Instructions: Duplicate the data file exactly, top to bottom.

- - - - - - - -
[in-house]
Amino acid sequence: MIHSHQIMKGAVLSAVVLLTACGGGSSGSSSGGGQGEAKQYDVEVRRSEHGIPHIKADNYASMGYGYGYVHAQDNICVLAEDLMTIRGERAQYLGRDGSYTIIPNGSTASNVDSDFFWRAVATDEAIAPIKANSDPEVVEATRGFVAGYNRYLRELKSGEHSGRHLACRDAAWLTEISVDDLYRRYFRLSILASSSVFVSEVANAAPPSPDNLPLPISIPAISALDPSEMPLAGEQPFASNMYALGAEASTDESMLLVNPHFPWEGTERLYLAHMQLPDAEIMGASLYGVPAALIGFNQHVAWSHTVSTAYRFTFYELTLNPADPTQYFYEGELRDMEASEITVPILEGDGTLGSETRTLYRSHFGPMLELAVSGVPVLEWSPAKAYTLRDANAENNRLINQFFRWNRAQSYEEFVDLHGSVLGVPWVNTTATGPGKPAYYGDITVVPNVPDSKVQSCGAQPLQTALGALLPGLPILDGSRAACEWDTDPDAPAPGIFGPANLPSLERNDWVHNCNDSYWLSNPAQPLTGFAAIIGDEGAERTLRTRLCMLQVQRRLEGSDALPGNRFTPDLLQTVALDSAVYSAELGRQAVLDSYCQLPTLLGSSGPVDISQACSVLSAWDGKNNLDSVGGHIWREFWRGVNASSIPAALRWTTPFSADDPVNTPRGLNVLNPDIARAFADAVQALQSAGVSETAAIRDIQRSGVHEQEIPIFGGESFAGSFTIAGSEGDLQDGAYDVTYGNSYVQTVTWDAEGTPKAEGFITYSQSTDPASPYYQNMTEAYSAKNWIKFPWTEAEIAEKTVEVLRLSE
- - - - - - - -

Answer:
[in-house]
Amino acid sequence: MIHSHQIMKGAVLSAVVLLTACGGGSSGSSSGGGQGEAKQYDVEVRRSEHGIPHIKADNYASMGYGYGYVHAQDNICVLAEDLMTIRGERAQYLGRDGSYTIIPNGSTASNVDSDFFWRAVATDEAIAPIKANSDPEVVEATRGFVAGYNRYLRELKSGEHSGRHLACRDAAWLTEISVDDLYRRYFRLSILASSSVFVSEVANAAPPSPDNLPLPISIPAISALDPSEMPLAGEQPFASNMYALGAEASTDESMLLVNPHFPWEGTERLYLAHMQLPDAEIMGASLYGVPAALIGFNQHVAWSHTVSTAYRFTFYELTLNPADPTQYFYEGELRDMEASEITVPILEGDGTLGSETRTLYRSHFGPMLELAVSGVPVLEWSPAKAYTLRDANAENNRLINQFFRWNRAQSYEEFVDLHGSVLGVPWVNTTATGPGKPAYYGDITVVPNVPDSKVQSCGAQPLQTALGALLPGLPILDGSRAACEWDTDPDAPAPGIFGPANLPSLERNDWVHNCNDSYWLSNPAQPLTGFAAIIGDEGAERTLRTRLCMLQVQRRLEGSDALPGNRFTPDLLQTVALDSAVYSAELGRQAVLDSYCQLPTLLGSSGPVDISQACSVLSAWDGKNNLDSVGGHIWREFWRGVNASSIPAALRWTTPFSADDPVNTPRGLNVLNPDIARAFADAVQALQSAGVSETAAIRDIQRSGVHEQEIPIFGGESFAGSFTIAGSEGDLQDGAYDVTYGNSYVQTVTWDAEGTPKAEGFITYSQSTDPASPYYQNMTEAYSAKNWIKFPWTEAEIAEKTVEVLRLSE